There was a peaceful resolve that we were all there together just hanging out. Maybe the sun and the heat and a raucous, wet and slippery ball game on the dried out prairie, (with two mighty fine umpires I may add), that kept us in line but I feel the fact that most of us grew up withing 6 miles of each other had a lot to do with it. And we’ve added some significant others that we allow to carry the load, such as “SIL and BIL.” Dare I say we’d be a bit vanilla without them despite our shy, lovable and colourful youngest surviving cousin who is the best baker I know? I can’t forget to mention the creative and huggable hostess who might respond to SIL but made the weekend filled with fun.
We missed our cousins from Ontario who used to join us most every summer and hope next time we can see you. You’d enhance the circle, make Nammy proud and maybe spice up the stories around the campfire.
“The Farm” of the 60’s and 70’s is not replicated anywhere these days, can’t be as corporate farming has devoured the landscape. It is sad, we had the most amazing upbringing. The Farm is where Sunday dinners were plentiful and eventful. The fun and adventures we shared would not be allowed today. Building forts in the hayloft and swinging on the rope careful not to land in the hole in the floor or else fall into the manure below. Anti I-Over (that playhouse used to be a lot higher), ten or more of us piled into an old military jeep going through ditches and rough prairie driven by the eldest cousin who was likely about 12 or 13, running from deranged roosters (did they only exist on the farm to torment children, I am beginning to believe that)or tying a little red wagon to a billy goat for a helmet-less ride from hell that usually came with gravel scrapes while the adults laughed hysterically on the side were a few of the escapades. Oh, and what farm kid didn’t ride on top of a 12–16 foot high wobbly bale stack. As Baby Boomers we were blessed beyond compare. It was the greatest era of this province where farms and neighbours were plentiful. We had Faith, Family and Freedom. Values we need to stand up for, so our children may have the same.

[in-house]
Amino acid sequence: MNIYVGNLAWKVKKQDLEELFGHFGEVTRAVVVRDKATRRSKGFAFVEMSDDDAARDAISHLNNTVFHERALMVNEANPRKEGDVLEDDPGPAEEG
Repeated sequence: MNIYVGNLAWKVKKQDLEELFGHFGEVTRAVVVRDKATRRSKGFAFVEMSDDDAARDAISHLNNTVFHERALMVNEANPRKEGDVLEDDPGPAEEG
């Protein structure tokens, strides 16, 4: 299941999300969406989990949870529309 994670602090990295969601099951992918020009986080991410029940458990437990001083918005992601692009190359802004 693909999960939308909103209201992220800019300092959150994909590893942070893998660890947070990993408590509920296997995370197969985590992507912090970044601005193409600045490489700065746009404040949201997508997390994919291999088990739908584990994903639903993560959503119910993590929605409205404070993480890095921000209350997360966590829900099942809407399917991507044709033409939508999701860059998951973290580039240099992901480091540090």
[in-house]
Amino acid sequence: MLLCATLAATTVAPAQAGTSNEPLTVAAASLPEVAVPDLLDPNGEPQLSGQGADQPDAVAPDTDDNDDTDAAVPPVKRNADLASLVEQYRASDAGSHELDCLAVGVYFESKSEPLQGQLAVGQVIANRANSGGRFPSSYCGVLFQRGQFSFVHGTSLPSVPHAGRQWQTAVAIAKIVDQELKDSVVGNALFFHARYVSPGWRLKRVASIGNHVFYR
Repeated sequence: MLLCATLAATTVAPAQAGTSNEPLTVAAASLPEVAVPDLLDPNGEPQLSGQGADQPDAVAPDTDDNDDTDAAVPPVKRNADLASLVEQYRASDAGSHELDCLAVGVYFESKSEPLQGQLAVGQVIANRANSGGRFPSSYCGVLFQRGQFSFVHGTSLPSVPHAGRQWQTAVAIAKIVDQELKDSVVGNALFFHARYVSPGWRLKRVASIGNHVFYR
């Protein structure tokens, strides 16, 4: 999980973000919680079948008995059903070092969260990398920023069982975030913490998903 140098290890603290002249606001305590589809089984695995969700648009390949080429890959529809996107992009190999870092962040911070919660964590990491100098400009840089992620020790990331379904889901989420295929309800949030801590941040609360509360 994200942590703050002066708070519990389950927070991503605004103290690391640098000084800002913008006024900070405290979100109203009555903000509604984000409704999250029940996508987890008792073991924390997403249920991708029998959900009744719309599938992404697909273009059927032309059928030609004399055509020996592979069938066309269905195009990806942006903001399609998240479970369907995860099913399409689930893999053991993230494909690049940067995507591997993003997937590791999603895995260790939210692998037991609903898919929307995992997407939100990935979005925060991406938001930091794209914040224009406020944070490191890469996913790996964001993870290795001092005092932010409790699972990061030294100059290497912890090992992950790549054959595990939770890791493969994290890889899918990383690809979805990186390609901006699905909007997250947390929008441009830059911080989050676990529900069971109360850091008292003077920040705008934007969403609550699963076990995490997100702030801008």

As I sat in my lawn chair on Sunday and reflected, hiding my misty eyes behind by dark sunglasses, of how glorious life can be when we get back together and back to our roots, and how so many weren’t nearly as fortunate I felt the presence of Grandpa Tim and Nammy as they looked down at what they started. We got the big group picture taken and our legacy continues with the three matriarchs.
From left to right, My Mom, Lorraine, Aunt Darlene, who grew up on the farm as a child and Aunt Ruth who raised her family on this farm. God Bless you.
While Grandpa Tim died a young man, Nammy lived to the age of 101 ½ with all her mental faculties intact. Our gathering brought back to mind the song she requested for the recessional hymn at her funeral that day in November 2004, “May the Circle Be Unbroken.”
Well done cousins, well done, we made our grandparents proud.
And thank you again to the organizers, all I had to do was show up.
Yours in love of Faith, Family, Freedom and Friends, and this great Province we call Saskatchewan,
missing a few but, “you get the picture” :), get it? the picture? Oh well, I try :-)